If the market’s payment players are not preparing now, they should start soon by getting a handle on what FedNow compliance looks like: the infrastructure required and how the transition will be sequenced. They need to establish critical milestones, priorities and contingency plans. To help with this planning process, banks and financial institutions should drill right down to the level of specifics, so they have a clear idea of the requirements of real-time payments for both their organization and its customers.
When the time comes, any real-time payments infrastructure must be flexible so that payment players can respond to future changes more easily than they can today. Service-oriented architectures, sourced from multiple suppliers, are likely to play a role, so orchestration between them will be critical. These services need to mesh elegantly and be reliable and resilient. With a more complex framework of systems in place, a failure in any one would make executing and processing transactions harder.
Mobile Wallet Trends
% of adults who have a mobile wallet and have
used it in the past year (2021)
Real-Time Total Participants
Real-Time Payments (RTP)
Population Banking Level
Number of debit, credit and
charge cards per adult
Index to global average
F5 Yr CAGR
Payments Fraud Rate
Population who reported being a
victim of fraud in the last 4 years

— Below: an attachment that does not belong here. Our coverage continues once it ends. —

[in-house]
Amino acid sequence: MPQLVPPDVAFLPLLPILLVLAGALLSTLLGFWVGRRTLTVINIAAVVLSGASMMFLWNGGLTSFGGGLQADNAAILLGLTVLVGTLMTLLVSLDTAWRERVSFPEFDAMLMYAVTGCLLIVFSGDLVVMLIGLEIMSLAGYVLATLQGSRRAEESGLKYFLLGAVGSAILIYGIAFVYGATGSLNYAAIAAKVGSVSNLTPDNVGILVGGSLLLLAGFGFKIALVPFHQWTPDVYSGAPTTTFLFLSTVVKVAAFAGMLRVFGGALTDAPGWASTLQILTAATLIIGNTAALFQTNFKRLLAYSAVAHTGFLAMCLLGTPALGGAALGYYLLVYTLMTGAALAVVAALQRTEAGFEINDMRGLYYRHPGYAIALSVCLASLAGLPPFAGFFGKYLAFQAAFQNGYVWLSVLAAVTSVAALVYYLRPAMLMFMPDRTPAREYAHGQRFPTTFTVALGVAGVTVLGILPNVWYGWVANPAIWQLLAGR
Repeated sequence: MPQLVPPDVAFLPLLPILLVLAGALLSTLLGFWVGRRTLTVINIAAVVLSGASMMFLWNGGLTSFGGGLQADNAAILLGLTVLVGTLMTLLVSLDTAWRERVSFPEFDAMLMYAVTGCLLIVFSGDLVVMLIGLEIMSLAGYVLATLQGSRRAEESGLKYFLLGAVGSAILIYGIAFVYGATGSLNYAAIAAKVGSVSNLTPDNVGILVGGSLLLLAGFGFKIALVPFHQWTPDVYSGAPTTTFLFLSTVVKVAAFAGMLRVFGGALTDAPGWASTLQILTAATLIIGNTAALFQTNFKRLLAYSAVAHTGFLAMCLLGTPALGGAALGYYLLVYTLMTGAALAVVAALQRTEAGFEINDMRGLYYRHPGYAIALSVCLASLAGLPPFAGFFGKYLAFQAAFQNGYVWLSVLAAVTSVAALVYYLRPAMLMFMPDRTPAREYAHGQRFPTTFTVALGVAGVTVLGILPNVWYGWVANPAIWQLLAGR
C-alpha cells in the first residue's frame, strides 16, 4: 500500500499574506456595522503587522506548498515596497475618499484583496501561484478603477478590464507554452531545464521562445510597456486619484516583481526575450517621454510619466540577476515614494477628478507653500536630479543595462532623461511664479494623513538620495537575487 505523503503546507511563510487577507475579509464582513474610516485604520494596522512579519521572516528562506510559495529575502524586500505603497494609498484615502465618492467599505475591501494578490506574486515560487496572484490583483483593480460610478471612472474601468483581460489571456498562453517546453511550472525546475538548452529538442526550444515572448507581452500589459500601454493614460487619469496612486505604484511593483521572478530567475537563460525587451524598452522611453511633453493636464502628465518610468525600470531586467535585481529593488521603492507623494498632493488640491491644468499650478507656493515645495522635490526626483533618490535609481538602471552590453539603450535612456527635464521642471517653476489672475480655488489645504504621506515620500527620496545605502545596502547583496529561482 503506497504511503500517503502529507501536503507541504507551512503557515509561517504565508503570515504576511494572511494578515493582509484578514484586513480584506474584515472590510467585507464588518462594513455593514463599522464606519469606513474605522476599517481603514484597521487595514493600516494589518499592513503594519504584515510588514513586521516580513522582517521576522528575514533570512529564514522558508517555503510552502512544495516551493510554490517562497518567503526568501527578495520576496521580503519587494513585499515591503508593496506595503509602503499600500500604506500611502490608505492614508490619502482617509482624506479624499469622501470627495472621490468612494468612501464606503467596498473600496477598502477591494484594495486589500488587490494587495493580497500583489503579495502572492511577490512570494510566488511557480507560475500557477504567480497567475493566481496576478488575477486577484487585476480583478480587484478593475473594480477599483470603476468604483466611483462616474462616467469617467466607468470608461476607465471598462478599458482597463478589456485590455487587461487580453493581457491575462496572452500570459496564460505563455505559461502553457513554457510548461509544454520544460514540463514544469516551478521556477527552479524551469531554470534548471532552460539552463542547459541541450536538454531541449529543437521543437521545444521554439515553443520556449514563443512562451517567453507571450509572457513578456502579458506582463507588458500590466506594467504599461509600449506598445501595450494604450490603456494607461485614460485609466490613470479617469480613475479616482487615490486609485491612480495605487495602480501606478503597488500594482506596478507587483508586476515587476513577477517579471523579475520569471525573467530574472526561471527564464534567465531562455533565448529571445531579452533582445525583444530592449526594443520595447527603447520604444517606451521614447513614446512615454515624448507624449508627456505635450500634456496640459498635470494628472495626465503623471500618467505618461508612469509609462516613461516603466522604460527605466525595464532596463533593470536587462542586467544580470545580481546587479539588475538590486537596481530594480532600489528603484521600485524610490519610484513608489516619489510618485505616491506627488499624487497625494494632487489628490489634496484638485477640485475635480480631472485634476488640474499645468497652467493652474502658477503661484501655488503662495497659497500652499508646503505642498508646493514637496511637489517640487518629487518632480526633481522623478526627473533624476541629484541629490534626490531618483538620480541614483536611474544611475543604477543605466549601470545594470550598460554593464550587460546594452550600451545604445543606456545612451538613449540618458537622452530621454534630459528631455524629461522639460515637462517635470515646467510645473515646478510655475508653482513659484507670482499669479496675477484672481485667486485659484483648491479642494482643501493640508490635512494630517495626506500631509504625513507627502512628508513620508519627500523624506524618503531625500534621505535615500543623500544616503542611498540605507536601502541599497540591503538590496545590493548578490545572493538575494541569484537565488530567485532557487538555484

Top 3 Payment Fraud Types
|% of fraud victims||Trend|
Card details stolen/skimmed in person
Card details stolen online
Share of Volumes by Payments Instrument
- Paper-based payments
- Electronic payments
- Real-time payments
Real-Time Payments Volume and Its Share in Overall Non-Paper-Based Transactions, 2015-26f
The United States is one of the world’s wealthiest countries per person, ranking as the world’s largest economy in 2021 (Cebr World Economic League Table, 2022). In 2021, the United States accounted for 16% of global GDP after adjusting for purchasing power parity.
However, considering the U.S. is the largest economy in the world, real-time payments usage remains nascent in 2021, accounting for less than 1% of total transaction volumes. As a result, the current overall economic impact is limited, while the untapped potential is significant.
In 2021, net benefits for businesses and consumers reached $648 million (less than 5% than that of China), supporting $1.4 billion of total national output (0.01% of formal U.S. GDP). The primary factor generating these benefits was the ability for real-time payments to formalize activity in the shadow economy by reducing cash usage. Given the scale of the U.S. economy, the country’s 8% shadow economy share represents an estimated $1.86 billion in informal output. Despite the relatively small transaction share in the U.S. of real-time payments, they have the ability to formalize a relatively large level of informal economic activity.
Looking forward to 2026, approximately 3.8% of the payments mix is anticipated to be real-time, tripling the anticipated economic benefits for businesses and consumers to almost $2 billion. The economy-wide impact also rises significantly to $5 billion, representing a 0.02% share of forecasted formal output, or the equivalent of 31,542 additional jobs.
For Businesses and Consumers
Net savings stimulated by real-time payments
Projected net savings stimulated by real-time payments
of economic output
of GDP facilitated by real-time payments
Projected of economic output
of GDP facilitated by real-time payments